Students from Michael Strickland's Garden Studio Class held a virtual plant adoption for the rehoming of plants that would have been sold at the annual Strawberry Festival.
The annual Strawberry Festival hosted by the Garden Studio Class is a favorite among students, faculty, staff and community members. In anticipation of this spring’s celebration, the Garden Studio Class planted basil, tomato, peppers, flowers and other plants in January with plans to sell them at the festival on Friday, May 1.
When Elon community events were canceled or moved online in response to the COVID-19 pandemic, the Garden Studio Class was left with hundreds of homeless plants and no festival at which to sell them. But the class continued to grow and thrive, just like the plants, and decided to hold a Virtual Plant Adoption.
“I knew after all of the changes and cancellations due to the novel coronavirus 2019 that we should still have some sort of plant adoption because of all of the inventory in the greenhouse that I seeded during the winter,” Garden Manager and Garden Studio Teaching Assistant Robyn Lane ’20 said. “After brainstorming some ideas with the Garden Studio students, we came up with our plant adoption. The Festival Planning and PR and Outreach teams were super important in making this all happen.”
The class PR and Outreach team worked remotely with the Festival Planning team to create content advertising the adoption on the Elon Community Garden Instagram. Volunteers from the class who are still on campus claimed a day of the week to take care of the garden and the greenhouse to make sure all the plants were healthy and happy before adoption.
“My experience working in the Elon greenhouse and Community Garden has been surreal as I become increasingly aware that the natural world carries on as usual, with insects buzzing around and birds working busily to their nests, all while the world as I know it has generally come to a stop,” Greenhouse Manager Angie Stevenson said.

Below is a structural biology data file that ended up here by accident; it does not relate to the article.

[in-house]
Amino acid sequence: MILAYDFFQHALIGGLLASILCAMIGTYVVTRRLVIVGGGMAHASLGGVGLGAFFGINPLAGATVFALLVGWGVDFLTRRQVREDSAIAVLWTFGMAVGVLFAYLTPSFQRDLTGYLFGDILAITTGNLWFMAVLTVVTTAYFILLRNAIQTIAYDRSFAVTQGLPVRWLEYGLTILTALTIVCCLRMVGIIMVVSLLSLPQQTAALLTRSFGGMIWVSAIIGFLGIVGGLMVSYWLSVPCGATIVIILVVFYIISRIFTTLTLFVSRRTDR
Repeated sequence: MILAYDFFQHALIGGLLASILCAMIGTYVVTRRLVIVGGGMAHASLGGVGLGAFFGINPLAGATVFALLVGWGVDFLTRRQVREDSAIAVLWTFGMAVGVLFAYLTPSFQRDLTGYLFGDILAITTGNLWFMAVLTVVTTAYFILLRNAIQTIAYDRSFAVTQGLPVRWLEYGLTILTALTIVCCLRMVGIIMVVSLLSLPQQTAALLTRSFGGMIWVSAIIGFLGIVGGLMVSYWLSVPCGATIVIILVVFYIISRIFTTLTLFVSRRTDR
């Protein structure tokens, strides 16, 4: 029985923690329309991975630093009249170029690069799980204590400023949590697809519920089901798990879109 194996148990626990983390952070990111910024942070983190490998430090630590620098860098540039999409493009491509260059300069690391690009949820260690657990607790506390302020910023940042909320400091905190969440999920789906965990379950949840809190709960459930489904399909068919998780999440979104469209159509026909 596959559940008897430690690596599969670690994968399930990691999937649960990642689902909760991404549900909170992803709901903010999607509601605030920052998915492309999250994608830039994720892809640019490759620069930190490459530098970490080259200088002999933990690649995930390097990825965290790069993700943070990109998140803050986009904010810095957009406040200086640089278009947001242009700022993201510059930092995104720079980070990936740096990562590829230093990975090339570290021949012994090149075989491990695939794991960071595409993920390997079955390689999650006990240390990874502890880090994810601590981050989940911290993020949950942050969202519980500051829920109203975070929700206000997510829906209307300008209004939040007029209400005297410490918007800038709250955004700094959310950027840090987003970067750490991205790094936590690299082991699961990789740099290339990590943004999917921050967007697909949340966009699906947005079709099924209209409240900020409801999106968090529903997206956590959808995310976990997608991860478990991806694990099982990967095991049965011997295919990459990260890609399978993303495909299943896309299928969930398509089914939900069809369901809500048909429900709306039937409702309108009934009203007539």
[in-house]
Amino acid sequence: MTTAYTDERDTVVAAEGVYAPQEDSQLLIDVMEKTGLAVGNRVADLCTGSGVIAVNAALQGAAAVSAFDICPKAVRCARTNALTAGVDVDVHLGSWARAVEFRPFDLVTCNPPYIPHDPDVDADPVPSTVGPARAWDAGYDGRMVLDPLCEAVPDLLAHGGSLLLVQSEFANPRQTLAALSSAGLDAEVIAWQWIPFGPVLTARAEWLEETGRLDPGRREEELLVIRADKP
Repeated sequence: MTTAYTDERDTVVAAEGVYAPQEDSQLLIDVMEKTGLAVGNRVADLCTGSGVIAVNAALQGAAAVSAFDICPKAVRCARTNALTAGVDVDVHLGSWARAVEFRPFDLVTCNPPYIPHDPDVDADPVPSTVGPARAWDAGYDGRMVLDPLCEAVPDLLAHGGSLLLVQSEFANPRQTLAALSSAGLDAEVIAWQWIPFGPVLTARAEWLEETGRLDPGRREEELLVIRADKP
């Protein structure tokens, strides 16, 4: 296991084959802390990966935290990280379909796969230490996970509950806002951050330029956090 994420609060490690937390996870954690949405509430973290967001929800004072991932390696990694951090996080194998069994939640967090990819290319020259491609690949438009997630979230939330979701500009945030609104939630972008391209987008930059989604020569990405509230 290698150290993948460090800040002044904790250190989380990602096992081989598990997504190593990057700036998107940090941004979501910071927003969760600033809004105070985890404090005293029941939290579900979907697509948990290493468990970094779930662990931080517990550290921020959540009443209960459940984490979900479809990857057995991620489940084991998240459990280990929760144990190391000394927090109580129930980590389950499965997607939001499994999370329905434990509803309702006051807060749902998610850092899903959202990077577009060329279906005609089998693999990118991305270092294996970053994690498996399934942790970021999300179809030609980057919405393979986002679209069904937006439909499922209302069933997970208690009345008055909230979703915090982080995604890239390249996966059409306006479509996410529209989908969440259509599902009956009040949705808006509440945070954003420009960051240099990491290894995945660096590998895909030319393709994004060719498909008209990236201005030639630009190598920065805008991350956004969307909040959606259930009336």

Stevenson has been on campus taking care of the plants several times per week during the stay-at-home order, taking precautions to ensure health and safety are priorities.
“No one has been handling the plants who has shown any symptoms of COVID-19 or who has come into contact with others who are known to have the virus. I was the only person to complete the just under 100 orders,” Lane said.
The plant adoption was extremely successful and has raised more funds to support the Community Garden than any Strawberry Festival has in the past.
“The new model of online plant adoption is going gangbusters,” said Michael Strickland, lecturer in environmental studies and English, and the course’s instructor. “This will likely be a hybrid form for the future. We won’t give up our festival and in-person plant adoption there, but the online option is so convenient for folks. Since the demand has been so great, we see it as having real potential for the future.”
Lane said managing the sale was sometimes challenging but ultimately the experience was fulfilling. “It’s been stressful at times to fill all of the orders and make this all happen,” Lane said. “But seeing people come and smile while picking up their plant orders has made my entire semester.”